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Prison Life at Andersonville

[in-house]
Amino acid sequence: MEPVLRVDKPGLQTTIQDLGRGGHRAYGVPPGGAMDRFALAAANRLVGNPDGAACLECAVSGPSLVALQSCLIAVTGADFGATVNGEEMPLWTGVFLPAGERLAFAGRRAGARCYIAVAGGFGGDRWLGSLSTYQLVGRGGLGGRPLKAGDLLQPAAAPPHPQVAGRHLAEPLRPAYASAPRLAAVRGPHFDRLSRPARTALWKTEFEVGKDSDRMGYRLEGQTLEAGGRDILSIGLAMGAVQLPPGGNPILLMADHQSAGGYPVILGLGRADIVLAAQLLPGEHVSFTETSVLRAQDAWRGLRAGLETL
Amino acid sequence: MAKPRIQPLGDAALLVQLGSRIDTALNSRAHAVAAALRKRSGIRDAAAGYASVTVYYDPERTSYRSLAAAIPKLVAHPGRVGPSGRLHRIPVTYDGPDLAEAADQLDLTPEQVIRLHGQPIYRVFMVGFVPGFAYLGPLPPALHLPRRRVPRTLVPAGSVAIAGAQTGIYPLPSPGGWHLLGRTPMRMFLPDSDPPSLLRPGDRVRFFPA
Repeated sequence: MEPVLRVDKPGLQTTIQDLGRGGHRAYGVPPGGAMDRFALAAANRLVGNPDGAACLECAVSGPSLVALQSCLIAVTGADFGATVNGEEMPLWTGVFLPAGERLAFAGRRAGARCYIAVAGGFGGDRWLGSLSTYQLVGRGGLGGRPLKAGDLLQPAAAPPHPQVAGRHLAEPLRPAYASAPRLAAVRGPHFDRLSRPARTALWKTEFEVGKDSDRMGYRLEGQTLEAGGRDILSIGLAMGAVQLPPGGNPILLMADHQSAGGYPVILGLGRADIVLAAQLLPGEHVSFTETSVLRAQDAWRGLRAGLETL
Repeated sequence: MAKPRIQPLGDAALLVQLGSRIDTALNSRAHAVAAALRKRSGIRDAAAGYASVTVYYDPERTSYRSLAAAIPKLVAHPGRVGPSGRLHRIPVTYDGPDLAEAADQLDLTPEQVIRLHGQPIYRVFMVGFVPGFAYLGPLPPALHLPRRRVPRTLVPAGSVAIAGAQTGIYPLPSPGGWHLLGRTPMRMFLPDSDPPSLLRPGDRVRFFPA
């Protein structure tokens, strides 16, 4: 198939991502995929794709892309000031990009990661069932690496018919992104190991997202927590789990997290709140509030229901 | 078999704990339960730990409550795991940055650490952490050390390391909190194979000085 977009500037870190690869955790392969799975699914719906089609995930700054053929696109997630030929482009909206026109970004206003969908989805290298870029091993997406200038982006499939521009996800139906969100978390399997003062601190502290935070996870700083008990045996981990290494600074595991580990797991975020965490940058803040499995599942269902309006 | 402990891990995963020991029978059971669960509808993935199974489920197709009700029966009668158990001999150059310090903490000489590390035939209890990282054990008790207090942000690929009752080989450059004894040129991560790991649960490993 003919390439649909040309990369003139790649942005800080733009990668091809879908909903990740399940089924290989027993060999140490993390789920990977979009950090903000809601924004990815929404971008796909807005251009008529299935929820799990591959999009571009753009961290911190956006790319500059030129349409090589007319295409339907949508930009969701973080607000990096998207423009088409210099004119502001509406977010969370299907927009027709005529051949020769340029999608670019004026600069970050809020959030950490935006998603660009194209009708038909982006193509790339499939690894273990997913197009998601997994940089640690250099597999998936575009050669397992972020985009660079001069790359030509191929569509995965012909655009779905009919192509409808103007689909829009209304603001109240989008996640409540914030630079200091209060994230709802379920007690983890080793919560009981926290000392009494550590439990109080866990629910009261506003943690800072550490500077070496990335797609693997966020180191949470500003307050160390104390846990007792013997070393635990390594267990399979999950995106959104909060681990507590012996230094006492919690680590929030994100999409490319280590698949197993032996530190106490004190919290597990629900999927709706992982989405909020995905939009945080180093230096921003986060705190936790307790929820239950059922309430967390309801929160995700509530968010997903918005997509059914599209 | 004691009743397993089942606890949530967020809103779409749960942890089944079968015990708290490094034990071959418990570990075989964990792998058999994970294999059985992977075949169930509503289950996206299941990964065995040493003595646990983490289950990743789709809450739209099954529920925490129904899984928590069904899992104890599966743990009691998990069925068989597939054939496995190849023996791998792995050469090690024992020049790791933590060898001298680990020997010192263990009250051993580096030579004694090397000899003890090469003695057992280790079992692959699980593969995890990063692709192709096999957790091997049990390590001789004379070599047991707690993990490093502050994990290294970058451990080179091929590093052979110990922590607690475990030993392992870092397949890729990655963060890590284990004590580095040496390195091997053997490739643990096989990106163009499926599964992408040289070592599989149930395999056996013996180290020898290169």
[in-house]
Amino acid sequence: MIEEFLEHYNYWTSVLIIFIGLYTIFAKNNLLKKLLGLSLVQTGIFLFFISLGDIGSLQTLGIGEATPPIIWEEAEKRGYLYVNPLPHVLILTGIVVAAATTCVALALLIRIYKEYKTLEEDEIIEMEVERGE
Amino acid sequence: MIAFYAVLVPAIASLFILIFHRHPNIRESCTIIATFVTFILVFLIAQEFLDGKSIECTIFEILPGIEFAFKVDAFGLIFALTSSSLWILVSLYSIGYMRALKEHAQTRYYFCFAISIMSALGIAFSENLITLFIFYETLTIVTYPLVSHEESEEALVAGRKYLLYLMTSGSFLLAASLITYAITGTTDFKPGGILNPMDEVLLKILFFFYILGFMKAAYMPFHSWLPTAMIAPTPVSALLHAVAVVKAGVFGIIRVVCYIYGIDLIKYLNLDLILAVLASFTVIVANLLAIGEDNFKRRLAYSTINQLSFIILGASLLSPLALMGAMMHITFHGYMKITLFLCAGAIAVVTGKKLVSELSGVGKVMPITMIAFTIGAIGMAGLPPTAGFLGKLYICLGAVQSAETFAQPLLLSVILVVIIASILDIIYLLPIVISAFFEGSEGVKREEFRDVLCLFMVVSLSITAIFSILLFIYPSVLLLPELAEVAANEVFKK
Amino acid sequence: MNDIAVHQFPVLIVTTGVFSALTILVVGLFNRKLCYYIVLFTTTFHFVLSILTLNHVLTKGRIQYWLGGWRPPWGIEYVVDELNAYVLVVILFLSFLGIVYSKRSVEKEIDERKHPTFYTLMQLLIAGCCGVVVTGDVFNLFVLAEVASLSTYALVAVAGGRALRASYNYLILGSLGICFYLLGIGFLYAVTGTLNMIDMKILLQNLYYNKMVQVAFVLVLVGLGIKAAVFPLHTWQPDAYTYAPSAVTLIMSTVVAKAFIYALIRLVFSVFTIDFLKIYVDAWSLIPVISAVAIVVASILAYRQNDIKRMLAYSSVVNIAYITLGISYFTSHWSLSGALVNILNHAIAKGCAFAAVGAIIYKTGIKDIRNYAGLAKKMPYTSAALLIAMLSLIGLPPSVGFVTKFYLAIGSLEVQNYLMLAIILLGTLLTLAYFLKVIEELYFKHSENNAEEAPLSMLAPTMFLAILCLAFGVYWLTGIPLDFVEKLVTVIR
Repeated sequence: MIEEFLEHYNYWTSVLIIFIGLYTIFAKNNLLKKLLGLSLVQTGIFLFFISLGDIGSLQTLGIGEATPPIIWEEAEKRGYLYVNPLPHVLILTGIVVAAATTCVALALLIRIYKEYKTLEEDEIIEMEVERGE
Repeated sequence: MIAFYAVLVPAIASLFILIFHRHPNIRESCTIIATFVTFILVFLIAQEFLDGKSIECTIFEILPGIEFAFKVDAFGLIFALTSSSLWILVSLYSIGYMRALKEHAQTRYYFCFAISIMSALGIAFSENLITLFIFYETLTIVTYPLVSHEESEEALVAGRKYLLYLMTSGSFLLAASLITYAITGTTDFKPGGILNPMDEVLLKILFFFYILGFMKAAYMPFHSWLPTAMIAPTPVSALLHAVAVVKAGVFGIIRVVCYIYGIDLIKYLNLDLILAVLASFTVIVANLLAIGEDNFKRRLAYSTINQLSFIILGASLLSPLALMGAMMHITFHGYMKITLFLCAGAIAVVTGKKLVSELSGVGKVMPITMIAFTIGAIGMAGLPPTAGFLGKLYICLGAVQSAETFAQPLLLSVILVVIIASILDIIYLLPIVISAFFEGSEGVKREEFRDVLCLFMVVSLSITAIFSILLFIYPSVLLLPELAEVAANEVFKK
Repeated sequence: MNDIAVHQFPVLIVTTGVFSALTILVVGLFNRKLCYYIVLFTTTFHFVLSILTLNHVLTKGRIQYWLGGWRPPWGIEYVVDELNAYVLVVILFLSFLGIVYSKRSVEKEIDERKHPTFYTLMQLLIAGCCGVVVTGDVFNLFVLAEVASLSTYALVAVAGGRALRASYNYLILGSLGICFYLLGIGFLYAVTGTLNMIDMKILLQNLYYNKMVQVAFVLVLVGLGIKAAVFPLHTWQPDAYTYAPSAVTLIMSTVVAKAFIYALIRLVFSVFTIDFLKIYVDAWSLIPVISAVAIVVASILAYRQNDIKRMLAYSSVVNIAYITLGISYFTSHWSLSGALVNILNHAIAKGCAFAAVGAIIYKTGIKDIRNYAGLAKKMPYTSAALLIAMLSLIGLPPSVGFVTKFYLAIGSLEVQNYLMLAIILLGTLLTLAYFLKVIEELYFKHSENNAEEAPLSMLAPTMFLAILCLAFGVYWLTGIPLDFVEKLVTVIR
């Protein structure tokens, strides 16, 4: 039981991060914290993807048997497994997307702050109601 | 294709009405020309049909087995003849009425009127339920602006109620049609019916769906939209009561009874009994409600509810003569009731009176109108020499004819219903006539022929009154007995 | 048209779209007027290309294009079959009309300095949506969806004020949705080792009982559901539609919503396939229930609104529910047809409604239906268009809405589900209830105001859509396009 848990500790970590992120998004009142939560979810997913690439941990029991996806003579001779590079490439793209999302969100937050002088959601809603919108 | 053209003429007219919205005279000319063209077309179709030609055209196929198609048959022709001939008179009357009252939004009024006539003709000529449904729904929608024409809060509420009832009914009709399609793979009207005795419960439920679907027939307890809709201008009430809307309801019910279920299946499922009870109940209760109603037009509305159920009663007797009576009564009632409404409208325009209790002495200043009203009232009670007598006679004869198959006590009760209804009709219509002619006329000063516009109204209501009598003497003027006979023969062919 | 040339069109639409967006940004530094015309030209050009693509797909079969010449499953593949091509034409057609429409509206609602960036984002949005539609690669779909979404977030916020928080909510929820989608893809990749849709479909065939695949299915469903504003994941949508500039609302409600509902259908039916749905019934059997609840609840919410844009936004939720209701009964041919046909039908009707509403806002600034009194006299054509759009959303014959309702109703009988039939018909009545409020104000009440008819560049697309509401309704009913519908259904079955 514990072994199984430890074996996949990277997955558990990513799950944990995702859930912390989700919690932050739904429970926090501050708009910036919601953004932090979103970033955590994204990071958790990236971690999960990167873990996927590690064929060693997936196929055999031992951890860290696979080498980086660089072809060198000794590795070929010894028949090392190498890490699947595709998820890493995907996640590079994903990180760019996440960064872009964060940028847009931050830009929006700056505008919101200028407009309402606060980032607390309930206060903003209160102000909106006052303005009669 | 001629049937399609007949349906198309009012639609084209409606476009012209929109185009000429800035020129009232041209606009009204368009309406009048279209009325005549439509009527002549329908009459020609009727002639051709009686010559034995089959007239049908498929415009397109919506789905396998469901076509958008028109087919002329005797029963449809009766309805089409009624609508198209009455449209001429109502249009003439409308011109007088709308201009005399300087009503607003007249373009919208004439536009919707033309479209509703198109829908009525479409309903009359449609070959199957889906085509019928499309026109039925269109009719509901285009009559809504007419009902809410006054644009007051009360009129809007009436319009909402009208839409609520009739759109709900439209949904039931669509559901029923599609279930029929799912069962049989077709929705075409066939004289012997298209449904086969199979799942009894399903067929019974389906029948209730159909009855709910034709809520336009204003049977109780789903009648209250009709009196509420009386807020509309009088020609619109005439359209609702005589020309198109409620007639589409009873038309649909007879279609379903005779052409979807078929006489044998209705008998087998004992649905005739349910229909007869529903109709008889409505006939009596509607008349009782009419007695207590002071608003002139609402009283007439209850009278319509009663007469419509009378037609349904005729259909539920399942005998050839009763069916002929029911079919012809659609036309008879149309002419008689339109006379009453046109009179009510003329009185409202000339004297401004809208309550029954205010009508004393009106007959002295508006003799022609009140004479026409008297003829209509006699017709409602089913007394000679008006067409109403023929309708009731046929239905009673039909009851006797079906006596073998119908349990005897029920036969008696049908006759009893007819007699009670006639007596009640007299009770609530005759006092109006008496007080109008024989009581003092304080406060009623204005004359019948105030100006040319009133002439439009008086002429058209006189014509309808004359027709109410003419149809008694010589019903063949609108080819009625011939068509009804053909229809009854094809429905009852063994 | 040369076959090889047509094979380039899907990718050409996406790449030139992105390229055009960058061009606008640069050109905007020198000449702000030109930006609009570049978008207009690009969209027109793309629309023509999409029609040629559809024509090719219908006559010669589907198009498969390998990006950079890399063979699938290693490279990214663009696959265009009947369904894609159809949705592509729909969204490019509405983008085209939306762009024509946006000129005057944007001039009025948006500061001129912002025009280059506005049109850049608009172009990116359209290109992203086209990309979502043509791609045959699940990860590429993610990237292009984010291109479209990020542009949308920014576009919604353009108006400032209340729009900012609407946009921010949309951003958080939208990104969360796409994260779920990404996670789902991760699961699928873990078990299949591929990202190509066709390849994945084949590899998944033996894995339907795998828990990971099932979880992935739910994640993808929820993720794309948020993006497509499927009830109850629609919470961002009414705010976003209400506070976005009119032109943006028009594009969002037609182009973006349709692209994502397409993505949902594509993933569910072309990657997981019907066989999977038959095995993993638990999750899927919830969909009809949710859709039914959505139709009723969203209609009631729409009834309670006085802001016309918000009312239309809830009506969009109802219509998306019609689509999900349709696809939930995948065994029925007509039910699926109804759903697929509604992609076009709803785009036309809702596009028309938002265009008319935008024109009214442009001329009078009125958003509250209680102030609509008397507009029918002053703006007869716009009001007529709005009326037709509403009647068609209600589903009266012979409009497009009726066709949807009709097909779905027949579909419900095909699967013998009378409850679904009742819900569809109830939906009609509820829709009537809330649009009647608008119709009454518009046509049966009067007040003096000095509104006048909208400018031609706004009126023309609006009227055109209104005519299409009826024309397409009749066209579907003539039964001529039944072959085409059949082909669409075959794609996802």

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PRISON LIFE AT ANDERSONVILLE Ovid Futch Andersonville prisoners faced an acute problem in the sharp limitation of available means for satisfaction of the innate urge to activity. Absence of facilities for recreation and exercise forced them to use their own resourcefulness in seeking diversion.1 After roll call each morning, prison authorities permitted the inmates to do as they pleased, so long as they offered no threat of escape. The issuance of rations was time-consuming for prisoners charged with this duty, but not particularly so for others. A police detail engaged fifty men each day, and a few were detailed for outside work such as cooking, baking, burying the dead, cutting wood, clerking, and nursing in the hospital. But the vast majority had to find ways of occupying themselves. This task was made easier by the lack of necessities and conveniences, which compelled the prisoners to exert themselves to compensate for deficiencies of all sorts. One of the first tasks facing new arrivals—if they were to have any protection from the elements—was construction of huts or "shebangs." These abodes required constant repairs, and not infrequently prisoners tore down their shelters and rebuilt them in improved style. Shortage of clothing led to consumption of a great deal of time in making and mending clothes. Keeping clean was especially time-consuming , since usually no soap was available. Deficiencies in quality and quantity of water made well-digging necessary, and scarcity of proper tools made the task more laborious.2 Dr. Futch received his Ph.D. degree from Emory University in 1959, taught two years at Morehouse College, and is now on the history staff at the University of South Florida. His doctoral dissertation, from which this article was gleaned, was a study of Andersonville Prison, based largely on soldiers' letters and diaries. 1 For a description of the Andersonville stockade and of conditions prevailing there, see Ovid Futch, "Andersonville Raiders," Civil War History, II ( 1956), 47-48. 2 Ransom A. Chadwick, "A Diary Kept in Andersonville Prison as a Member of the 85th New York Regiment," manuscript, Minnesota Historical Society Library, entries of June 27, July 2, 12, 1864 (hereafter cited as Chadwick, "Diary"); E. Merton Coulter (ed.), "From Spotsylvania Courthouse to Andersonville: A Diary of Darius Starr," Georgia Historical Quarterly. XLI (1957), 10 (hereafter cited as 121 122OVID FUTCH Preparation of food consumed much time, owing to the shortage of cooking utensils. Lack of axes and saws made the procurement of wood for cooking and heating a toilsome task. The high mortality rate made necessary an occasional reorganization of the prison. This meant taking men from higher-numbered detachments to fill up the ranks of lowernumbered ones which had been depleted by the grim reaper. This "squadding over," as the prisoners called it, took all day and was much dreaded by the men because they had to remain in ranks until it was completed. But when they had done all that their captors required of them, and all they could do to satisfy their basic physical requirements, many waking hours remained to be filled, and prisoners complained, understandably, of time resting heavily on their hands. If one may judge from their diaries, the things which interested Andersonville prisoners most were the prospects of exchange or parole, rations , the weather, and health. These were the subjects of many conversations while the men lolled about the stockade. New arrivals often busied themselves hatching plans for escape; in most cases, however, hope of eluding the guards soon waned. When the prison was first established the Confederates considered it insecure. Hoping to deter any outbreak, they told their captives that exchange was imminent. This was an old story to prisoners coming from Belle Isle; while they did not believe it, their hopes, nevertheless, remained alive. When new prisoners arrived, inmates swarmed around them to hear the latest news of exchange or parole, as well as to learn about progress of the war and to look for relatives or acquaintances. But the Confederates labored diligently at strengthening the stockade. In early May, 1864, a prisoner who had arrived at Andersonville before the stockade was completed, and who had noted the continued efforts to...